A little while I spoke to Simon Birmingham, the Minister for Education. He’s an impressive one of the younger brigade in the Liberal Party. He’s been doing a pretty good job, and I put to him I think all of the questions that matter in today’s debate about education. Here it is.
Graham Richardson: Now education has once again become an issue. A very big announcement from the Labor Party just last week spending many many many billions that you’re not spending. Why aren’t you spending it?
Simon Birmingham: Well Richard, school funding in Australia is at a record level. We’ve seen enormous growth over the last few years and in fact if you go back far enough back to 1998 you’ll find there’s huge growth of funding over a long period of time, yet in that timeframe we’ve seen results actually go backwards. So we think firstly, firstly, that you need to focus in your education policy on the things that will make a real difference. Secondly we don’t think the Commonwealth budget can sustain the type of $37 billion of extra spending that Labor have proposed when they’re already deep in debt. And thirdly it’s really important to emphasise to your viewers that we are still proposing to grow school funding over the forward years but we’re just doing it at a slower trajectory than the Labor Party. So there’ll still be growth. That growth will come off of the record base that we are currently at, it’s just at a slower and steadier level than the Labor Party propose.
Graham Richardson: Whenever the word Gonski is mentioned it has a kind of reverence that’s enormous. Now Gonski, you know, a report, he wrote about what you should do with schools. The state premiers seem to have all adopted it and so has the Labor Opposition, but you haven’t. Why not? What’s wrong with the Gonski report? What do you see in it that you should not fund?
Simon Birmingham: Well the state premiers have not all adopted it. That’s the first point. That only a number of states signed up to the deals that Julia Gillard was seeking to make and even then what they often signed up to was a really bastardised version of what David Gonski had recommended. So in that regard we shouldn’t confuse David Gonski’s work which is valuable work, it’s work that I’ve spoken to him about and I’ll continue to speak and engage to him about how we make sure that the money we have we do direct appropriately on the needs of students and focus to those most needy students. But ultimately we do also have to accept we don’t have a limitless bottomless pit of money that’s available to spend. The Commonwealth has upped its growth in school spending at a rate much much faster than the states have over recent years. We are at this higher level. We now really want to focus on those issues, teacher quality, parental engagement and ensuring the curriculum is right and giving principals autonomy on how they run their schools, because it’s those types of things that can turn around the decline we’ve seen in literacy and numeracy and science standards that we’ve seen notwithstanding the growth in funding in recent years.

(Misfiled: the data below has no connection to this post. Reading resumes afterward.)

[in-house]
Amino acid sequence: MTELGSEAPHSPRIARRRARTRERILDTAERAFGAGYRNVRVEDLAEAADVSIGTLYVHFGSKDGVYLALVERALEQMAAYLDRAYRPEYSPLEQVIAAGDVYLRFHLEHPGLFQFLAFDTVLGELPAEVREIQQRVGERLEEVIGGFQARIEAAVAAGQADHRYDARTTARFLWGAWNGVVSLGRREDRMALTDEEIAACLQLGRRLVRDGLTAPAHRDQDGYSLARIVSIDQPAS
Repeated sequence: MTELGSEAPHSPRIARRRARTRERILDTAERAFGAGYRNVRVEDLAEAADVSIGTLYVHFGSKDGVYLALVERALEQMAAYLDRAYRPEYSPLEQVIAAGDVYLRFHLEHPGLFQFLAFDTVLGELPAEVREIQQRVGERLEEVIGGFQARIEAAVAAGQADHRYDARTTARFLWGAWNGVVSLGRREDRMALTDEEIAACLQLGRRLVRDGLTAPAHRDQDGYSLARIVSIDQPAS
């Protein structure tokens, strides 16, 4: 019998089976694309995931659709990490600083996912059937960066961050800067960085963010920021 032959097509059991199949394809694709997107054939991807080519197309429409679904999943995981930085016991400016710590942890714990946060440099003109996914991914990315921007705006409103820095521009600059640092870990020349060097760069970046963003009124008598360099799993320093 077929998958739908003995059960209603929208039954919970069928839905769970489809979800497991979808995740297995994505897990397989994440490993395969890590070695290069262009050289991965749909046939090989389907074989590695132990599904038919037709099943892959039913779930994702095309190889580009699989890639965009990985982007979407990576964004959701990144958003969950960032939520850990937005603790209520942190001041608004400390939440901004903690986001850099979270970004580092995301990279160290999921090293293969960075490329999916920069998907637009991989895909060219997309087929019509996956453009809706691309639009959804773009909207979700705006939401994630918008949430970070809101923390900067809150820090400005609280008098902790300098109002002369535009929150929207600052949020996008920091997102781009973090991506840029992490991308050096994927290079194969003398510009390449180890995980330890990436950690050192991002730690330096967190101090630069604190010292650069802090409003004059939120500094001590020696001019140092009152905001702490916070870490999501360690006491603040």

Graham Richardson: There has been a big growth but clearly it’s getting backward. Gonski did want you to spend more and so my question remains, why aren’t you listening to Gonski? What was Gonski wrong about?
Simon Birmingham: Well David Gonski produced a model and as I said it was quite bastardised by the time it was implemented with a whole lot of special deals for different states and different schools systems. But David Gonski produced a model that tried to have a look at how you might efficiently price a school in terms of what type of resourcing they may need, but also was very focused around the issue of directing funding to areas of need.